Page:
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Verizon customer shocked by mistaken $13,000 phone bill

A two-month battle shows how to solve a big problem with a major company

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Photo (c) Wachira Khurimon EyeEm - Getty Images
Each month Charles, of Clarks Summit, Pennsylvania, got a text from Verizon notifying him that his wireless bill was scheduled for autopay. Each month the bill was just under $124. But on April 15, Charles’ text from Verizon said he owed quite a bit more -- $13,325 to be exact.

“The charge simply seemed absurd to me, almost funny,” Charles told ConsumerAffairs.

But the humor quickly disappeared. Five days later, Charles contacted Verizon customer service and explained the situation. He told the agent there was no way he could have accumulated such a large charge and hoped the issue would be resolved quickly. It wasn’t.

“The agent I spoke with admitted my bill seemed highly irregular, but then began asking me about what calls I might have made, as if the absurd charge might somehow be explained by our phone behavior,” Charles said. “I could tell he had been trained not to commit to anything implying that Verizon had made a mistake.”

Charles said he got a sympathetic hearing from the agent, who put him on hold several times to speak to a supervisor but was told there was nothing that could be done. The agent said customer service was not authorized to make adjustments to a bill over $10,000.

However, the agent told Charles he would submit a request for a credit to the April bill. The agent said Charles should hear something within seven business days.

“In the days after that call, I checked MyVerizon fairly often, expecting the charge to disappear,” Charles told us. “It didn’t. As my regular payment due date approached, I began to become agitated.”

Growing concern

Charles made what he expected his regular payment to be on the May 4 due date and received a response from Verizon, thanking him for his “partial payment” and telling him he still owed $13,200.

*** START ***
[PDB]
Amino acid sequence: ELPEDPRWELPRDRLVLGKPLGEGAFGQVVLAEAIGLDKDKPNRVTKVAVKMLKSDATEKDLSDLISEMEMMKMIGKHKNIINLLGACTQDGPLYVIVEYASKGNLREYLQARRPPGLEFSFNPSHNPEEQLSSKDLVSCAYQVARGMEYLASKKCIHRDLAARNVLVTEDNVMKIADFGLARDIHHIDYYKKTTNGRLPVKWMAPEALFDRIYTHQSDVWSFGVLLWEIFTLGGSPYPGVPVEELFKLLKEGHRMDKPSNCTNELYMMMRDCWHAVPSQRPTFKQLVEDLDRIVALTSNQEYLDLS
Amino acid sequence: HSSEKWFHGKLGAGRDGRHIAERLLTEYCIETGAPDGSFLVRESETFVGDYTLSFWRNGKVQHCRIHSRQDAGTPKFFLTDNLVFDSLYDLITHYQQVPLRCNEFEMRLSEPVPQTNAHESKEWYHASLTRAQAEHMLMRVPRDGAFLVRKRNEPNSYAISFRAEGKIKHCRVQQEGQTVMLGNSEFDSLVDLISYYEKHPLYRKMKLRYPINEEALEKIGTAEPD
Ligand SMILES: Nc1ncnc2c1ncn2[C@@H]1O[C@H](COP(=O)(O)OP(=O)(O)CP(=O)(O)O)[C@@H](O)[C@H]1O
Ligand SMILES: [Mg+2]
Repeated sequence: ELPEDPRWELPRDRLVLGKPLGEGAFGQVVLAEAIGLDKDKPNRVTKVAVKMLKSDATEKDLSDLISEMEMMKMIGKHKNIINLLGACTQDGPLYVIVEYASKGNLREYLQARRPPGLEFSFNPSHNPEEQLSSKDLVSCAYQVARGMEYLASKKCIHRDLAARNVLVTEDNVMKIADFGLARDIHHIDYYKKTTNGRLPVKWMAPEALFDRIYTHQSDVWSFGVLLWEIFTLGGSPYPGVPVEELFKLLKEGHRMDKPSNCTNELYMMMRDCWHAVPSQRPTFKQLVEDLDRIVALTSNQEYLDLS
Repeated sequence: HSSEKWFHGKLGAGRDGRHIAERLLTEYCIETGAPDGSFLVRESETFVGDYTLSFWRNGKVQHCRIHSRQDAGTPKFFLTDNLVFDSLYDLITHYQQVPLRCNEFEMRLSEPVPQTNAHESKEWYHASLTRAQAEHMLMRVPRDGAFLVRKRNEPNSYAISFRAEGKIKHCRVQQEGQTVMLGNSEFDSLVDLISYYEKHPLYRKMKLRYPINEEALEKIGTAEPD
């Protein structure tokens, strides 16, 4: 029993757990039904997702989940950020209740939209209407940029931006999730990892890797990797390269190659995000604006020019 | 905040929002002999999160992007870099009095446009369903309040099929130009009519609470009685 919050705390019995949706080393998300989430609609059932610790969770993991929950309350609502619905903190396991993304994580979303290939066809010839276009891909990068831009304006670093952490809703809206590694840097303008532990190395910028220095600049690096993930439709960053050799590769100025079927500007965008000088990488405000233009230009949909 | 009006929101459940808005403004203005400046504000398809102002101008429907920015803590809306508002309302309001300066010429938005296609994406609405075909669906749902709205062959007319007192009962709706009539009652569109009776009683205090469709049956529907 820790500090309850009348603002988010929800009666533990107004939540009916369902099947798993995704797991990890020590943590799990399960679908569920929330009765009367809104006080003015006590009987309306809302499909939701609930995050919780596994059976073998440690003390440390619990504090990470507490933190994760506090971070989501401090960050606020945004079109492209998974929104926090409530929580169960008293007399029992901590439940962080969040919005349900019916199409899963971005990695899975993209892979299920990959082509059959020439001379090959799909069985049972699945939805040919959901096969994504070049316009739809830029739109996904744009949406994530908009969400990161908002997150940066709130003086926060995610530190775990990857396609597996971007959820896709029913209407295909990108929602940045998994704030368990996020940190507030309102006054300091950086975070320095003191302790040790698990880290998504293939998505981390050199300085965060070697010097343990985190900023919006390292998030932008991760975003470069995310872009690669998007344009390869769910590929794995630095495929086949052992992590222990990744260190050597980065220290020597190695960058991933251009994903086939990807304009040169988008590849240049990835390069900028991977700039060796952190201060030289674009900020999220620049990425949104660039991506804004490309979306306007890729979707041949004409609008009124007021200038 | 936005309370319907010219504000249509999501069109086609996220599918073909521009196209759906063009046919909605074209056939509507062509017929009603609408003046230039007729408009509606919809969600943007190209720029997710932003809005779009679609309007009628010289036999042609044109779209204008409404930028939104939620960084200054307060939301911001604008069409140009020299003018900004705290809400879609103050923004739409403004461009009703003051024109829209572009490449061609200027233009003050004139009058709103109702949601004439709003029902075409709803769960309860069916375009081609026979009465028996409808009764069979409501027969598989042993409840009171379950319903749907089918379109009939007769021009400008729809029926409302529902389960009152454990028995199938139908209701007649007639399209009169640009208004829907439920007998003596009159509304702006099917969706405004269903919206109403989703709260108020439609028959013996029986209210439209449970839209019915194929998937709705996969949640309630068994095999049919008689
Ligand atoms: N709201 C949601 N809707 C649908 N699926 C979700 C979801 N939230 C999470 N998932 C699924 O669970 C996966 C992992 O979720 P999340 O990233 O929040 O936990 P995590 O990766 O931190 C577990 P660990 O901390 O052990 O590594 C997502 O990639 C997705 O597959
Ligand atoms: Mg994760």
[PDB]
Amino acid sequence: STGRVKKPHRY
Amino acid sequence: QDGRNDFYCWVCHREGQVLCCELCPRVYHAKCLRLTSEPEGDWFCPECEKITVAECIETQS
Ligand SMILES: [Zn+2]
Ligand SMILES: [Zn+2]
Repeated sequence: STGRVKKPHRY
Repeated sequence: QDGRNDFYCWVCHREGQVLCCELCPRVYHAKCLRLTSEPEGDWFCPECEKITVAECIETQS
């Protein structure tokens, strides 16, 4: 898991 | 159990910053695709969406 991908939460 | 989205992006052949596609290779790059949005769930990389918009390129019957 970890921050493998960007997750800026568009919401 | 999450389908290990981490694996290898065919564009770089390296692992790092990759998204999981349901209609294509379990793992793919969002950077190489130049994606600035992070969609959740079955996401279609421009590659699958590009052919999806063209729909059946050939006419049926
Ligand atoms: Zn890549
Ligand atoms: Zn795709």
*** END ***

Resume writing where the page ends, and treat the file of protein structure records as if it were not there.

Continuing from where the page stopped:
In early May, Charles began contacting Verizon daily, still getting nowhere after explaining that it had to be a billing mistake. In one instance, he said the agent on the other end of a chat simply disappeared. In another instance, the agent said she would submit a request for a credit -- an exercise he had just been through without success.

Increasingly concerned that the matter might never be resolved, Charles moved the numbers on his family’s account to AT&T to prevent Verizon from turning off his service. Days later, he posted a report about his experience on ConsumerAffairs and called his sister, a retired attorney, for advice.

“She told me that when she worked on in-house legal staff for a couple of very large corporate banks in New York one of the duties of the legal team was to read the complaint letters written to the CEO,” Charles said.  

Going straight to the top

Charles’ sister told him that complaints like his would be read in the C-suite. It was worth a shot, so Charles began looking for email addresses for top executives at Verizon. 

“Actually, I found the addresses very quickly,” Charles said. “A consumer advocacy group called Elliot Advocacy displays these addresses and others like them for other companies.”

Charles sent emails to Verizon’s CEO and two other senior executives, telling them about his experience. Within 12 hours, he heard back from Verizon’s senior vice president and head of sales and service. Charles said she apologized for his trouble and placed a senior analyst named Brandon on the case.

Brandon got in touch with Charles within a day and said he was investigating the matter. A few days later, Brandon emailed Charles to say the investigation had identified a billing glitch related to international data. It took a few more days, but on June 2, Charles’ Verizon bill showed a $0 balance.

Lessons learned

Charles said his experience taught him many things about trying to resolve problems with large companies. For one thing, he said “big problems can’t be solved by little people,” meaning someone very high up in the company would have to erase a mistaken $13,000 charge.

“The relatively quick personal response I got from the Verizon VP, plus my sister’s experience working as a lawyer in big corporate banks, tells me that emailing top management may be just about the best strategy there is,” Charles told us. “When you do this, though, it is important to write the right sort of email. It needs to lay out the facts in an easily comprehended narrative, show frustration without busting a gasket, not ramble into minutia, or perhaps add one or two key bits of evidence that support the claims made in the email.”

Charles attached one bit of evidence from his paper trail that may have bolstered his case. He provided a screenshot from his account showing 12 months of his Verizon bills.

“My bills were displayed as bar graphs,” he said. “Eleven were tiny, all at $124. Then, the twelfth, April’s charges, rose up like a genie out of a bottle, all the way to $13,325.”

As he looks back, Charles believes he should have acted immediately and not waited five days before disputing the bill. He learned that something so obvious to him wouldn’t be so obvious to Verizon. He also gained insight into how huge companies operate.

“I’m sure that a computer, not a person, suddenly saw fit to bill me $13,325 rather than $124,” he said. “But in 2021, and especially at a behemoth like Verizon, once a computer does something like this it is very difficult to get people to undo it. This is partly because the people you can actually talk to have very little power.”

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